Although traders have varied reasons, the increase on some products contravene homologated rates.
Foodstuff prices have risen steadily but drastically, raising fears of an artificial scarcity although availability as of now is not a problem. Every week since the beginning of October the prices of cooking oils, rice, kitchen salt and sardines have gradually climbed from their normal with an addition of about FCFA 50 per week, imposing an untold burden on average households who now go to bed uncertain of tomorrow.
For example, a litre of palm oil has risen from FCFA 600 in September to FCFA 800 and FCFA 900 (depending on the quality) with an addition of about FCFA 50 per week. A litre of some brands of cooking oil has moved from FCFA 1,100 in the market to FCFA 1,200 and then to FCFA 1,400 while selling at FCFA 1,500 in the quarters.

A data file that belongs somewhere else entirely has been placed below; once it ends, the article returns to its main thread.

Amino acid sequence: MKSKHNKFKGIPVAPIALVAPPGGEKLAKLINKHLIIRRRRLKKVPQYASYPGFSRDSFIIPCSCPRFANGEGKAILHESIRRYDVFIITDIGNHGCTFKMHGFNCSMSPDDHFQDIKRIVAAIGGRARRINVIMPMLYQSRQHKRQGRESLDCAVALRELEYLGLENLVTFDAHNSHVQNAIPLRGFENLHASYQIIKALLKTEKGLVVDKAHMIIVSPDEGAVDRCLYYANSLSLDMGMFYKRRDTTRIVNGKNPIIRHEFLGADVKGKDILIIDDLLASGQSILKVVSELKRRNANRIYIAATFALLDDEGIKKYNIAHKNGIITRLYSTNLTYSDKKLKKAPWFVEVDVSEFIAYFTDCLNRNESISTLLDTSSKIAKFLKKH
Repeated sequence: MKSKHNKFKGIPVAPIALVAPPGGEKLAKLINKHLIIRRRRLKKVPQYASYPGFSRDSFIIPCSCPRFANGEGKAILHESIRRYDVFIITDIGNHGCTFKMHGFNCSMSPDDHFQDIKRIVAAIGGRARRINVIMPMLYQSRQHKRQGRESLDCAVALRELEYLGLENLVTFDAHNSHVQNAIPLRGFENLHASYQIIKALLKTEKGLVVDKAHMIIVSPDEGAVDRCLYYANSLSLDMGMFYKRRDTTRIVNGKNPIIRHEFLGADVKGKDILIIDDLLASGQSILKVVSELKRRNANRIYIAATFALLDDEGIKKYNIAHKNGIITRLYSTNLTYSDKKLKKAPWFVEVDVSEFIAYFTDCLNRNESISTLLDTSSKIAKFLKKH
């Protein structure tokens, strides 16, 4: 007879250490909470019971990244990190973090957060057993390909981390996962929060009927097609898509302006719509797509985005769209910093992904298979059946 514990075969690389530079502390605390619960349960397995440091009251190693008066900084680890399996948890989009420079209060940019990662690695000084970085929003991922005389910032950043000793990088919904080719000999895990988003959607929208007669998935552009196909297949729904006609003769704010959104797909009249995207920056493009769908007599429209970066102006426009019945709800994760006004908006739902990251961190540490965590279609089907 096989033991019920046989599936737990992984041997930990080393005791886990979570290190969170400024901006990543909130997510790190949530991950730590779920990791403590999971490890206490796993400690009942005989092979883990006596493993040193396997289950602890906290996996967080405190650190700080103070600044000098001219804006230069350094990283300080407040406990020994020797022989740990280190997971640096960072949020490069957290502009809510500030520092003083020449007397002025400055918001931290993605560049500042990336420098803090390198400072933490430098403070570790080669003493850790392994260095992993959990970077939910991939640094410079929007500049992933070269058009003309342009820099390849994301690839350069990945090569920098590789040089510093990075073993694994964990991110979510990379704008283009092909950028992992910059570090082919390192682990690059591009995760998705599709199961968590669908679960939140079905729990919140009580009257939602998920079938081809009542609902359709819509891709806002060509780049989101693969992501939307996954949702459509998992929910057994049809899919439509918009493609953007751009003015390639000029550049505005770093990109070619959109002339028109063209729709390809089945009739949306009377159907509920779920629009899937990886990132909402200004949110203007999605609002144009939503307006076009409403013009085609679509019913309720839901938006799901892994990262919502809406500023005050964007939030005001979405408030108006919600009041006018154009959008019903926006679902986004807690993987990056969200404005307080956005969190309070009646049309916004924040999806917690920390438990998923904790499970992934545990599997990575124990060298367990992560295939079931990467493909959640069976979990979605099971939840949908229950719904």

A carton of canned sardine has moved from FCFA 16,000 to FCFA 19,500. Three sardines was formerly retailed at FCFA 1,000 but with the increase in prices, they are now sold at FCFA 500. Eighteen kg of kitchen salt (a bag) which used to be FCFA 2,300, now sells at FCFA 3,500. The cost of a medium-sized table bird has soared from FCFA 3,500 to FCFA 5,500, the bigger one from FCFA 5,000 to FCFA 8,000.
However, some of the prices contravene the homologated rates between the Minister of Trade and business people. Both parties have set the price of rice that contain 25 per cent broken rice at FCFA 330/kg and FCFA 375/kg for rice with just 5 per cent broken rice. Following the homologated prices, 50kg rice (25 per cent broken rice) is supposed to sell at FCFA 16,500, that of 5 percent at FCFA 18,800 and FCFA 20,500 for that with 5 percent premium. However, traders have failed to respect the official prices. With this is the arduous task retailers have to convince customers, sometimes with strong arguments but yet lacking concrete reasons for the hikes.